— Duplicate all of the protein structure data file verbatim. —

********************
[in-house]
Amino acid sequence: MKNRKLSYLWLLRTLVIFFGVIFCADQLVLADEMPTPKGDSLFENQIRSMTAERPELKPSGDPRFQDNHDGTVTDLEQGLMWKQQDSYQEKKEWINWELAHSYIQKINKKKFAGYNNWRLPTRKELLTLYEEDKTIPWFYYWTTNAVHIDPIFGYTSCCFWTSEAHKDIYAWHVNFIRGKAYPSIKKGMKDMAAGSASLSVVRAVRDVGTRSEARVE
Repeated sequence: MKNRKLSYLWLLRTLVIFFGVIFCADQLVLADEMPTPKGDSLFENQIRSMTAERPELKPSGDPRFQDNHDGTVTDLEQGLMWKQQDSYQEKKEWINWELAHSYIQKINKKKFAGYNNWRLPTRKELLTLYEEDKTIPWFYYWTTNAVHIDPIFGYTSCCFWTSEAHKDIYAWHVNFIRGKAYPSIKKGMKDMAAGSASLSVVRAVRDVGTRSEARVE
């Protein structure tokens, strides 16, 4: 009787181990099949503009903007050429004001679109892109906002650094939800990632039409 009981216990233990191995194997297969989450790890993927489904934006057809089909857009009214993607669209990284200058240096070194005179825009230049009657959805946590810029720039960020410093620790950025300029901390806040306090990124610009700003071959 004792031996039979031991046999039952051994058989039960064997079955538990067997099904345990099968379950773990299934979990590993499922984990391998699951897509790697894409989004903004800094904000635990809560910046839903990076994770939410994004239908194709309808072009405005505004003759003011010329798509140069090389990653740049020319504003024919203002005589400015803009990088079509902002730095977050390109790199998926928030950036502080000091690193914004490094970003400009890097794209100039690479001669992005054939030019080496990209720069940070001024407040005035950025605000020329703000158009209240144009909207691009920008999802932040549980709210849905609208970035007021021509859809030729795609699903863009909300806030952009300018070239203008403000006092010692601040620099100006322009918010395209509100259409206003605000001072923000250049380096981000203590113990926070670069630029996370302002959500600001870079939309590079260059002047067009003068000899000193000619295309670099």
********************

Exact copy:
[in-house]
Amino acid sequence: MKNRKLSYLWLLRTLVIFFGVIFCADQLVLADEMPTPKGDSLFENQIRSMTAERPELKPSGDPRFQDNHDGTVTDLEQGLMWKQQDSYQEKKEWINWELAHSYIQKINKKKFAGYNNWRLPTRKELLTLYEEDKTIPWFYYWTTNAVHIDPIFGYTSCCFWTSEAHKDIYAWHVNFIRGKAYPSIKKGMKDMAAGSASLSVVRAVRDVGTRSEARVE
Repeated sequence: MKNRKLSYLWLLRTLVIFFGVIFCADQLVLADEMPTPKGDSLFENQIRSMTAERPELKPSGDPRFQDNHDGTVTDLEQGLMWKQQDSYQEKKEWINWELAHSYIQKINKKKFAGYNNWRLPTRKELLTLYEEDKTIPWFYYWTTNAVHIDPIFGYTSCCFWTSEAHKDIYAWHVNFIRGKAYPSIKKGMKDMAAGSASLSVVRAVRDVGTRSEARVE
């Protein structure tokens, strides 16, 4: 009787181990099949503009903007050429004001679109892109906002650094939800990632039409 009981216990233990191995194997297969989450790890993927489904934006057809089909857009009214993607669209990284200058240096070194005179825009230049009657959805946590810029720039960020410093620790950025300029901390806040306090990124610009700003071959 004792031996039979031991046999039952051994058989039960064997079955538990067997099904345990099968379950773990299934979990590993499922984990391998699951897509790697894409989004903004800094904000635990809560910046839903990076994770939410994004239908194709309808072009405005505004003759003011010329798509140069090389990653740049020319504003024919203002005589400015803009990088079509902002730095977050390109790199998926928030950036502080000091690193914004490094970003400009890097794209100039690479001669992005054939030019080496990209720069940070001024407040005035950025605000020329703000158009209240144009909207691009920008999802932040549980709210849905609208970035007021021509859809030729795609699903863009909300806030952009300018070239203008403000006092010692601040620099100006322009918010395209509100259409206003605000001072923000250049380096981000203590113990926070670069630029996370302002959500600001870079939309590079260059002047067009003068000899000193000619295309670099």